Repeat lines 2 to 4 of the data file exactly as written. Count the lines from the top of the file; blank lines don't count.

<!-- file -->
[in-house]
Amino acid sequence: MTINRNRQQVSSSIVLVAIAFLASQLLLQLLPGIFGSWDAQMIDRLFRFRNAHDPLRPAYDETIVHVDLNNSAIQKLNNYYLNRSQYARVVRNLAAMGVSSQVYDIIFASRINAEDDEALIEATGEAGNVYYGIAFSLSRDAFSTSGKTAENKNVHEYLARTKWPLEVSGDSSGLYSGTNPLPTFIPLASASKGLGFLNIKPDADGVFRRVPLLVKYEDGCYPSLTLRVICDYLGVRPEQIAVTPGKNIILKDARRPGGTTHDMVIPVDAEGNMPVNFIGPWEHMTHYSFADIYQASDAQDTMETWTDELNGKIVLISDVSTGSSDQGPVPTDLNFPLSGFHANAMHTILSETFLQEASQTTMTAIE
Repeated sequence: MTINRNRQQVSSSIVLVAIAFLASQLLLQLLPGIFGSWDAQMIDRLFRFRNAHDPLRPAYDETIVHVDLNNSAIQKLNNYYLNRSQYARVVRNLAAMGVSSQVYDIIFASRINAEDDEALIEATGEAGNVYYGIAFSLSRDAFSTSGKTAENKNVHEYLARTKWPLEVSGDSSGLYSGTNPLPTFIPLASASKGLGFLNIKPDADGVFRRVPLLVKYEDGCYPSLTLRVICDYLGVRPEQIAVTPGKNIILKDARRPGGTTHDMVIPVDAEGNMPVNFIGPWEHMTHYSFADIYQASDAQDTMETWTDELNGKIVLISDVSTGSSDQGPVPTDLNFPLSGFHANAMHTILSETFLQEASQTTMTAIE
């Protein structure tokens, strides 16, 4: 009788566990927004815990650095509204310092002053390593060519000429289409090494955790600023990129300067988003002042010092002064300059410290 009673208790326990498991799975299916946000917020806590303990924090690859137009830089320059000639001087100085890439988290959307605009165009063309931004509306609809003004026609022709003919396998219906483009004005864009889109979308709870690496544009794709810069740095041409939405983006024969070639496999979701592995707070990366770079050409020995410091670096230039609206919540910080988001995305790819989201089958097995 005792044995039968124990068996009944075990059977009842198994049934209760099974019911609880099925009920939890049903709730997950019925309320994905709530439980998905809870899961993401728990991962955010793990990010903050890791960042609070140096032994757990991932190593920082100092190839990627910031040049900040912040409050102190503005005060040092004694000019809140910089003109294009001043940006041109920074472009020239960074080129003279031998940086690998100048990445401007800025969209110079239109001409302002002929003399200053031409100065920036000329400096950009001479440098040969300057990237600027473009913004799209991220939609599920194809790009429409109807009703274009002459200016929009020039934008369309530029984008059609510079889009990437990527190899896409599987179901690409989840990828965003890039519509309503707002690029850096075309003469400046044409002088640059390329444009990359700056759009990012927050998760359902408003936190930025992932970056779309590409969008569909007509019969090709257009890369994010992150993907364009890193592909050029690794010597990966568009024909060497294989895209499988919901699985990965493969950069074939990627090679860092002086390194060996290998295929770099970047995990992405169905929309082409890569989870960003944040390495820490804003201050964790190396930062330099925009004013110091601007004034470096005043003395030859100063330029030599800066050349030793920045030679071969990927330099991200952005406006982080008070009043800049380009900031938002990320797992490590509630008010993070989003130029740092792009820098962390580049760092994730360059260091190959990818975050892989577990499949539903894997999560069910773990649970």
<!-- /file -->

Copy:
Amino acid sequence: MTINRNRQQVSSSIVLVAIAFLASQLLLQLLPGIFGSWDAQMIDRLFRFRNAHDPLRPAYDETIVHVDLNNSAIQKLNNYYLNRSQYARVVRNLAAMGVSSQVYDIIFASRINAEDDEALIEATGEAGNVYYGIAFSLSRDAFSTSGKTAENKNVHEYLARTKWPLEVSGDSSGLYSGTNPLPTFIPLASASKGLGFLNIKPDADGVFRRVPLLVKYEDGCYPSLTLRVICDYLGVRPEQIAVTPGKNIILKDARRPGGTTHDMVIPVDAEGNMPVNFIGPWEHMTHYSFADIYQASDAQDTMETWTDELNGKIVLISDVSTGSSDQGPVPTDLNFPLSGFHANAMHTILSETFLQEASQTTMTAIE
Repeated sequence: MTINRNRQQVSSSIVLVAIAFLASQLLLQLLPGIFGSWDAQMIDRLFRFRNAHDPLRPAYDETIVHVDLNNSAIQKLNNYYLNRSQYARVVRNLAAMGVSSQVYDIIFASRINAEDDEALIEATGEAGNVYYGIAFSLSRDAFSTSGKTAENKNVHEYLARTKWPLEVSGDSSGLYSGTNPLPTFIPLASASKGLGFLNIKPDADGVFRRVPLLVKYEDGCYPSLTLRVICDYLGVRPEQIAVTPGKNIILKDARRPGGTTHDMVIPVDAEGNMPVNFIGPWEHMTHYSFADIYQASDAQDTMETWTDELNGKIVLISDVSTGSSDQGPVPTDLNFPLSGFHANAMHTILSETFLQEASQTTMTAIE
């Protein structure tokens, strides 16, 4: 009788566990927004815990650095509204310092002053390593060519000429289409090494955790600023990129300067988003002042010092002064300059410290 009673208790326990498991799975299916946000917020806590303990924090690859137009830089320059000639001087100085890439988290959307605009165009063309931004509306609809003004026609022709003919396998219906483009004005864009889109979308709870690496544009794709810069740095041409939405983006024969070639496999979701592995707070990366770079050409020995410091670096230039609206919540910080988001995305790819989201089958097995 005792044995039968124990068996009944075990059977009842198994049934209760099974019911609880099925009920939890049903709730997950019925309320994905709530439980998905809870899961993401728990991962955010793990990010903050890791960042609070140096032994757990991932190593920082100092190839990627910031040049900040912040409050102190503005005060040092004694000019809140910089003109294009001043940006041109920074472009020239960074080129003279031998940086690998100048990445401007800025969209110079239109001409302002002929003399200053031409100065920036000329400096950009001479440098040969300057990237600027473009913004799209991220939609599920194809790009429409109807009703274009002459200016929009020039934008369309530029984008059609510079889009990437990527190899896409599987179901690409989840990828965003890039519509309503707002690029850096075309003469400046044409002088640059390329444009990359700056759009990012927050998760359902408003936190930025992932970056779309590409969008569909007509019969090709257009890369994010992150993907364009890193592909050029690794010597990966568009024909060497294989895209499988919901699985990965493969950069074939990627090679860092002086390194060996290998295929770099970047995990992405169905929309082409890569989870960003944040390495820490804003201050964790190396930062330099925009004013110091601007004034470096005043003395030859100063330029030599800066050349030793920045030679071969990927330099991200952005406006982080008070009043800049380009900031938002990320797992490590509630008010993070989003130029740092792009820098962390580049760092994730360059260091190959990818975050892989577990499949539903894997999560069910773990649970």